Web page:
Overall, the structure of the piece is textbook stuff and it ends in a way that an audience who invests in such a story deserves, but the true strength of 'The Black Balloon' is that it is a testament to the uncompromising power of unconditional parental love and the bond between siblings. Charlie's school performance also presents the aesthetic similarities between those with and without autism; a powerful message presented with childlike innocence. Quite simply, a gem of a coming-of-age story that shines brighter than most of its contemporaries.
October 19, 2014
All in all, the kid done well
September 24, 2014
My favorite movie thats for sure!
March 5, 2014
really interesting but short :-(......
December 1, 2013
As a sibling of an older sister with autism(that being my only sibling as well.) My story of course is different but LOADS in the film I totally related to. Specially the parts were Thomas hated his brother. Oh and not forgetting pubic traumas, neighbours and poo, can't forget the poo.
July 3, 2013
A realistic take on the issue of autism along with likeable characters and ground breaking direction from Elissa Down.
½ June 3, 2013
relatable, funny, fabulous acting (esp. by Luke Ford), real/believable, heartwarming!!! Surprisingly loved it!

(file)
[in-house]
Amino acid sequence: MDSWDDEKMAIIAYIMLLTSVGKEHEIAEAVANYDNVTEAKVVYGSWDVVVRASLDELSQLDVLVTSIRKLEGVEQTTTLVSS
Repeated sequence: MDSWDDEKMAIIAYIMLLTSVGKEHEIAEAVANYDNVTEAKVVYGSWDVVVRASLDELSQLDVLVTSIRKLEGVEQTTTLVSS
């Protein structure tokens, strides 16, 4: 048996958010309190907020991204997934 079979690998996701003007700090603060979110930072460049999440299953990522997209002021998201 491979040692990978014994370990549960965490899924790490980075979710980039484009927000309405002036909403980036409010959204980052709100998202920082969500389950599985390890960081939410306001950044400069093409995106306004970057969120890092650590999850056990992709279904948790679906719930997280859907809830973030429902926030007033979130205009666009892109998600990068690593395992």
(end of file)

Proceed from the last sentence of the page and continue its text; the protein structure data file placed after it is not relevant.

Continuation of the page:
April 11, 2013
i loved it. it was great.
½ March 19, 2013
The Black Balloon is the story about Thomas Mollison, a 15 year old Australian boy with a severely autistic brother of 18, Charlie. The film starts once Thomas and his family move into their new home, where Thomas will have to make new friends and deal with Charlie's strange behaviour. The film focuses less on the plot and more on just showing what life is like for Thomas, there are many scenes that don't serve any purpose to the plot but help to show the problems and struggles of Thomas' life.

I can relate more to this movie then most people because I am only a year older then Thomas and also have a brother with severe autism. The scenes with Charlie are extremely accurate and represent the hardship of autistic family members well. Luke Ford is a brilliant actor and represents autistic people perfectly.

This will not be a problem to most people but I personally found Thomas to be partially unlikable. He's not a terrible person, but he still hasn't come to terms with Charlie's disability and at times wishes that "he were normal". Most people will feel empathy for Thomas, but since I had come to terms with my brother's disability long before I was 15, it seems cruel to me.

The side characters, like Thomas' parents and his love interest Jackie, are great characters. Jackie is the most interesting character of the film. She has a sense of humour and can understand the problems that Thomas and his family go through. She is, for the most part, a very light-hearted and entertaining character, but can be serious when she needs to.